Our results showed that water-pipe smoking during pregnancy was an important risk factor for LBW in this population sample from southern Iran. The introduction of regulations onto prevent water-pipe smoking and the implementation of community health action plans aiming at empowering women and increasing women’s knowledge and awareness regarding the health consequences of water-pipe smoking are proposed.
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  • What are the intervention goals of women’s hookah cessation? A systematic, evidence-based and participatory study
    Sakineh Dadipoor, Teamur Aghamolaei, Mehdi Mirzaei-Alavijeh, Mohtasham Ghaffari, Ali Heyrani, Saeed Hosseini Teshnizi
    Journal of Ethnicity in Substance Abuse.2022; 21(4): 1468.     CrossRef
  • Maternal smoking status during pregnancy and low birth weight in offspring: systematic review and meta-analysis of 55 cohort studies published from 1986 to 2020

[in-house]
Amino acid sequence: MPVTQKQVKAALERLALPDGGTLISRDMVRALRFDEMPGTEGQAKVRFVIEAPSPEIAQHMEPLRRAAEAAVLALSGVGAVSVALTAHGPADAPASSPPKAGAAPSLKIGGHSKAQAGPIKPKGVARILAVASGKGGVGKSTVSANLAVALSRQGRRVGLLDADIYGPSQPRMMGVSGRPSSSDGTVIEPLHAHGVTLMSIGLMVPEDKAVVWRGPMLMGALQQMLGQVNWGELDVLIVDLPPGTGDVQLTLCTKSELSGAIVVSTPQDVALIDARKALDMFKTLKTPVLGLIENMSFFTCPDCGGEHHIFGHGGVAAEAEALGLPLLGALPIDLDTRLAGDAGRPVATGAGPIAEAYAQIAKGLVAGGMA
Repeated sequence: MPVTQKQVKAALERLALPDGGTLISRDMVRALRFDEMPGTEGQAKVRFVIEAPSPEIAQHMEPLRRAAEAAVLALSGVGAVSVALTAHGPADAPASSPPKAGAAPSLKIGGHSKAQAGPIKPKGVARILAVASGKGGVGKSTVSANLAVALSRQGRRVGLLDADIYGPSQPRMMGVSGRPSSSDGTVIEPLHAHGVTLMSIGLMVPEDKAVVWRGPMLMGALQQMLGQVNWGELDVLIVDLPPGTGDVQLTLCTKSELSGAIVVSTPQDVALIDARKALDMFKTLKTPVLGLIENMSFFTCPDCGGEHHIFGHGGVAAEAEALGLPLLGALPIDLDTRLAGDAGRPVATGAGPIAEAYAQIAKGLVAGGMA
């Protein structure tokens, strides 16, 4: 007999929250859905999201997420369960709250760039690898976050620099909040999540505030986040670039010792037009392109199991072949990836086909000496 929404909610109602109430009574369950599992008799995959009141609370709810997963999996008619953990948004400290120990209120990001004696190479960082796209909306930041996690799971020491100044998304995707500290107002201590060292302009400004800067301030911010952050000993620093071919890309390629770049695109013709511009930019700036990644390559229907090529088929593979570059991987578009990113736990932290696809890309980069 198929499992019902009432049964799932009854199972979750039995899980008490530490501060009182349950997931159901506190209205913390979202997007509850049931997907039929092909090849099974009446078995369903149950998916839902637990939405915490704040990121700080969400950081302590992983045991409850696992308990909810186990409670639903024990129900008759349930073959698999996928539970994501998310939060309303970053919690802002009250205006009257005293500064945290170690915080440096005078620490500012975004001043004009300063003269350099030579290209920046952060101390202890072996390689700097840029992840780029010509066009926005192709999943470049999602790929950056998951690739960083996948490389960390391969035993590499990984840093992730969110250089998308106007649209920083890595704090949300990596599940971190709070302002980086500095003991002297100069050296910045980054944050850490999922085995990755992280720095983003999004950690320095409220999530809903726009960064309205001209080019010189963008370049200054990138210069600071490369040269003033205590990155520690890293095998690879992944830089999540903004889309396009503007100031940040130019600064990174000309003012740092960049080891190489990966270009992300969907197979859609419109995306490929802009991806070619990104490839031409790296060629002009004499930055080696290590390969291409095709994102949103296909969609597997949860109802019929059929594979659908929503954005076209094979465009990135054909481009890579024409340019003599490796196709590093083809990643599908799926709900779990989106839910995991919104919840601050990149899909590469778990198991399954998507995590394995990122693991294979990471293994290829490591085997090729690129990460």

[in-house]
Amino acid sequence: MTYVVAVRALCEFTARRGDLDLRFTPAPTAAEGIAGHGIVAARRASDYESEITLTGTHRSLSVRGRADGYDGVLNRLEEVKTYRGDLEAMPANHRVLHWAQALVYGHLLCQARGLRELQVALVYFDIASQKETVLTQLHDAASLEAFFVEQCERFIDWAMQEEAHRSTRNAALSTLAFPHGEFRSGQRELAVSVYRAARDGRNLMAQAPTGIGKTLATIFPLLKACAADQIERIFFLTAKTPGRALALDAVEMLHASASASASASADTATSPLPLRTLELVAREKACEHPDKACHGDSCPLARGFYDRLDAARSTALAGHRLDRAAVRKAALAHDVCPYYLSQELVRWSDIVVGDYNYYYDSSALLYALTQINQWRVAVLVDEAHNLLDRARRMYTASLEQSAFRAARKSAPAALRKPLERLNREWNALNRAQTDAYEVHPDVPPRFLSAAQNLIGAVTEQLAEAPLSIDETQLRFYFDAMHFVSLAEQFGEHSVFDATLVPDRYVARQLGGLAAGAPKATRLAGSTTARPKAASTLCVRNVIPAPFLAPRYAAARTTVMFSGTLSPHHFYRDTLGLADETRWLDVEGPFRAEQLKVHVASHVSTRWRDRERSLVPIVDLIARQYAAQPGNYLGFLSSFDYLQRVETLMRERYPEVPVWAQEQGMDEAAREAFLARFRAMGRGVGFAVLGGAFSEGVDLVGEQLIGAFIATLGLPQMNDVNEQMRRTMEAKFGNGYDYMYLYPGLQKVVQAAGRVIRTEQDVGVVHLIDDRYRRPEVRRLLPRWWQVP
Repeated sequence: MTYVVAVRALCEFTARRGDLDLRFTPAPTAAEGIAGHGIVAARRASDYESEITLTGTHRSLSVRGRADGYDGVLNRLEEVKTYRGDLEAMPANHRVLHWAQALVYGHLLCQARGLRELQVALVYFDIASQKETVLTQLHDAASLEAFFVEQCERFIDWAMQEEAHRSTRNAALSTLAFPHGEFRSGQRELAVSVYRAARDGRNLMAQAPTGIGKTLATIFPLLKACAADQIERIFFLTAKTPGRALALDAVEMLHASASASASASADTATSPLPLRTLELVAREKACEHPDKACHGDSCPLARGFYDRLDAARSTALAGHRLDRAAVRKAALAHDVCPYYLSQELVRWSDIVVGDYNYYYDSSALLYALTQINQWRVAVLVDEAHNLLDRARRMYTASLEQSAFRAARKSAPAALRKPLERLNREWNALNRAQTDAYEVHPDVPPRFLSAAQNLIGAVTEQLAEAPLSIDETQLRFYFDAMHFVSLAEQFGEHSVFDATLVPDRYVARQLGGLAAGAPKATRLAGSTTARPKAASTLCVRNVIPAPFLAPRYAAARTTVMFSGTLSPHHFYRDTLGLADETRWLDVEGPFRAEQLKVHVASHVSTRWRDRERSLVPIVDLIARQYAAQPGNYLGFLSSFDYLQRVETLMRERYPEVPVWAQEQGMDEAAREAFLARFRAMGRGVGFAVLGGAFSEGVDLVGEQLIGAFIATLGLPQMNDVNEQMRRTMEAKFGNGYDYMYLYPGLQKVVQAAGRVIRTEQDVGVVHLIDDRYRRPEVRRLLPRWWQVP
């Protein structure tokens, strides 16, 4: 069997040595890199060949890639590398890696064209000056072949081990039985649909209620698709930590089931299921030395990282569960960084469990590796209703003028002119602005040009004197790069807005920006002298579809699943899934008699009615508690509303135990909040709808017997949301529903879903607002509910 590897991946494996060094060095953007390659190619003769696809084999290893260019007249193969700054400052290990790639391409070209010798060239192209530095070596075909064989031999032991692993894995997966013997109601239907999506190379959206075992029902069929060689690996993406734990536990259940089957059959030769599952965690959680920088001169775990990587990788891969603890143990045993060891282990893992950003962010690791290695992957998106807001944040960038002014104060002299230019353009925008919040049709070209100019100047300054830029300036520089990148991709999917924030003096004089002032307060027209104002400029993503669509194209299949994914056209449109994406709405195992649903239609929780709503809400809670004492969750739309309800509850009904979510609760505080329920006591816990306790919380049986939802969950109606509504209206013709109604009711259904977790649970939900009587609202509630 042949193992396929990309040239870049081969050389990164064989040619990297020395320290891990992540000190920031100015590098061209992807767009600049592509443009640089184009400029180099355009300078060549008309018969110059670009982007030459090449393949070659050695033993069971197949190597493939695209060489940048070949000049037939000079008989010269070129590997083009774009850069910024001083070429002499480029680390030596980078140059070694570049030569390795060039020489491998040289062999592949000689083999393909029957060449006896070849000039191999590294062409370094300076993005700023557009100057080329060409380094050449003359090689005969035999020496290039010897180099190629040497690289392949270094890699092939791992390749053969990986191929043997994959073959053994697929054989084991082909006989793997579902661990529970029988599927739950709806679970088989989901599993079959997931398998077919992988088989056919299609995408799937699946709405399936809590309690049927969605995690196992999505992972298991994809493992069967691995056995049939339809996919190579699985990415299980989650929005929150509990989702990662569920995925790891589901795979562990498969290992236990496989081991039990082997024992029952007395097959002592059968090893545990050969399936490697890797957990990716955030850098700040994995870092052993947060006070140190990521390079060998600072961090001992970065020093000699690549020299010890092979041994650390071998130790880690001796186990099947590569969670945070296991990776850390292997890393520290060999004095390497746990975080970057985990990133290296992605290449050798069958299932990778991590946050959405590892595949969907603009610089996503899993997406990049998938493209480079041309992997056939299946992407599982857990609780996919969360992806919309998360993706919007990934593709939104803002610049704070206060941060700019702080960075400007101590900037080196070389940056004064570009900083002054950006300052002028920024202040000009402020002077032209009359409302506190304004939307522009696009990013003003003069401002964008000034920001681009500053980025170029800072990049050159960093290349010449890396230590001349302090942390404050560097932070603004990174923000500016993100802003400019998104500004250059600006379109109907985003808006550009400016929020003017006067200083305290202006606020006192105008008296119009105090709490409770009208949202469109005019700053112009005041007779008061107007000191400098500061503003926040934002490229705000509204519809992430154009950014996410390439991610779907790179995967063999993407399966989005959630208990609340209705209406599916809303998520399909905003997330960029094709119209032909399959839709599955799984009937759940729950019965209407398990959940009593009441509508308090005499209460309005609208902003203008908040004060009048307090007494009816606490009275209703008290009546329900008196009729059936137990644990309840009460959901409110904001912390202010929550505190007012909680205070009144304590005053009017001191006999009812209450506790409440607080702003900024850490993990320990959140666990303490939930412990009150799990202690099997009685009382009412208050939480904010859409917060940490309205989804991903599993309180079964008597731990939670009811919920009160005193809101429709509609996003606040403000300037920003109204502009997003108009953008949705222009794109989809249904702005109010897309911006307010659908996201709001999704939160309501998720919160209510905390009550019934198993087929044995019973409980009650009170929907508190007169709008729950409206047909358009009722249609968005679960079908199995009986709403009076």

Hong-Kun Di, Yong Gan, Kai Lu, Chao Wang, Yi Zhu, Xin Meng, Wen-Qi Xia, Min-Zhi Xu, Jing Feng, Qing-Feng Tian, Yan He, Zhi-Qiang Nie, Jun-An Liu, Fu-Jian Song, Zu-Xun Lu
    World Journal of Pediatrics.2022; 18(3): 176.     CrossRef
  • Using intervention mapping for hookah smoking cessation: a quasi-experimental evaluation
    Sakineh Dadipoor, Ali Heyrani, Mehdi Mirzaei-Alavijeh, Teamur Aghamolaei, Mohtasham Ghaffari, Amin Ghanbarnejad
    Addiction Science & Clinical Practice.2022;[Epub]     CrossRef
  • Association Between a History of Hookah Use and Breastfeeding Duration
    Zelalem T. Haile, Ilana R. Azulay Chertok, Mohammad Rifat Haider
    Breastfeeding Medicine.2022; 17(8): 678.     CrossRef
  • Waterpipe Tobacco Smoke Exposure during Lactation—Susceptibility of Reproductive Hormones and Oxidative Stress Parameters in Male Progeny Rats
    Nour A. Al-Sawalha, Indira D. Pokkunuri, Karem H. Alzoubi, Omar F. Khabour, Bashar N. Almomani